The Atlantic announced the hire of Elizabeth Bruenig as a staff writer covering the intersection of politics, religion, and culture. Bruenig will begin with The Atlantic at the end of May; she is currently an opinion writer for The New York Times’ editorial page.
In a note to The Atlantic’s newsroom today, executive editor Adrienne LaFrance and Yoni Appelbaum, the senior editor who oversees the Politics, Ideas, and Global sections, wrote: “Many of you are familiar with Liz’s work, and so you know that she is a rare talent, a brilliant and fearless writer and thinker who runs toward complexity. She is the sort of journalist whose curiosity, intelligence, and eclectic interests make her a great fit for The Atlantic.”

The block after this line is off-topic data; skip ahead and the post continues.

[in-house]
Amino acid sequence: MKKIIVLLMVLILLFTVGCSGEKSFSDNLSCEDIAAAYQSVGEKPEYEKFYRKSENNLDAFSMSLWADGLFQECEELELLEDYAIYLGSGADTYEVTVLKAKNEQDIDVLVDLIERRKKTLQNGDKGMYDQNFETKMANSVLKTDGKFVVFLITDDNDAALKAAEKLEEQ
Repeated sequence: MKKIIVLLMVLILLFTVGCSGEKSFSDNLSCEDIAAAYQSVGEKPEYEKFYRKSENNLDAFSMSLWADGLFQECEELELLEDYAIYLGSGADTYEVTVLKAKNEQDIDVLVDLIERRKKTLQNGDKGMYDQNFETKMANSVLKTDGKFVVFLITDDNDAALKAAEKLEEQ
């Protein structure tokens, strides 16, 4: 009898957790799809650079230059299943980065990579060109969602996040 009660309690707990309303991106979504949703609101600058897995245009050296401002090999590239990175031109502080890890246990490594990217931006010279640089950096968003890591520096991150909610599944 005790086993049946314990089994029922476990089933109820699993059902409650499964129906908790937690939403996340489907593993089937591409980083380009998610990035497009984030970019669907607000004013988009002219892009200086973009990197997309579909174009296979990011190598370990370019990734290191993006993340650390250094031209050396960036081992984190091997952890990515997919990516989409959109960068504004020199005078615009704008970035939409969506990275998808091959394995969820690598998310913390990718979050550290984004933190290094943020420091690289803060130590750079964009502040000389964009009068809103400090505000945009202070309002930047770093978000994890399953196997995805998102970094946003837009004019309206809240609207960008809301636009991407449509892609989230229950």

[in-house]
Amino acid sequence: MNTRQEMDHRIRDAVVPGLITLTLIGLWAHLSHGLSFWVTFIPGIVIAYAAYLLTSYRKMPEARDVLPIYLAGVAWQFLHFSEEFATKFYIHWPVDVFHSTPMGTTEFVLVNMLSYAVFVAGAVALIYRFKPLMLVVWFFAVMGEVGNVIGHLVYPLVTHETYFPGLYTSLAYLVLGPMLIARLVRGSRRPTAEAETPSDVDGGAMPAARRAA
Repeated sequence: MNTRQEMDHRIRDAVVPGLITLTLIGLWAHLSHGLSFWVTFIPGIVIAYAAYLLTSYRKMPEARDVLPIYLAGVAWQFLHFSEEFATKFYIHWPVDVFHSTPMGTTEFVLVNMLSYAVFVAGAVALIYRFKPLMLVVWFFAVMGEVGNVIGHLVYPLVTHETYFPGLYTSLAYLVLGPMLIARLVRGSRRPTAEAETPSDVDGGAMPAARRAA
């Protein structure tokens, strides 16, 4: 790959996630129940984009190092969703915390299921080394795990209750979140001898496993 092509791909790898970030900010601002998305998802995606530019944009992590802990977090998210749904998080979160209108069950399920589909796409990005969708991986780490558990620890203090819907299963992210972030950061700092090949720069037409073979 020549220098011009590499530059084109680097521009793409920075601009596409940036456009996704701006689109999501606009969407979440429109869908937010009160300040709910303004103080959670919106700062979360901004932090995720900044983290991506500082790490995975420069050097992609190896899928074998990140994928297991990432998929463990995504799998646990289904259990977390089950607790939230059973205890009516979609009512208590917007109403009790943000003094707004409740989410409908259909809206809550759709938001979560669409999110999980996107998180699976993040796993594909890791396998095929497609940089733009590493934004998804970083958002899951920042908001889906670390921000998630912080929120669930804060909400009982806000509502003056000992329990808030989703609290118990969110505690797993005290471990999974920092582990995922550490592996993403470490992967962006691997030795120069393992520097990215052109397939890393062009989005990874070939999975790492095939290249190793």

Before joining the Times, Bruenig was at The Washington Post, where she worked as an assistant editor and later joined the Post’s Opinion section as a columnist. She was named a Pulitzer Prize finalist in 2018 for “What Do We Owe Her Now?,” a long-form investigation into an unprosecuted 2006 gang rape that took place in her Texas hometown. At The New York Times, Bruenig covers religion, politics, capital punishment, and culture. She is also a two-time Livingston Award finalist.
Bruenig joins an expanding newsroom at The Atlantic. Staff writers Jennifer Senior, Katherine J. Wu, and Caitlin Dickerson and senior editor Honor Jones also joined from The New York Times this year. Other staff members who joined the editorial team this year include Tim Alberta from Politico; Daniel Engber from Wired; Chris Ip from Engadget; and Nancy DeVille and Aithne Feay, who joined the experimental-storytelling team.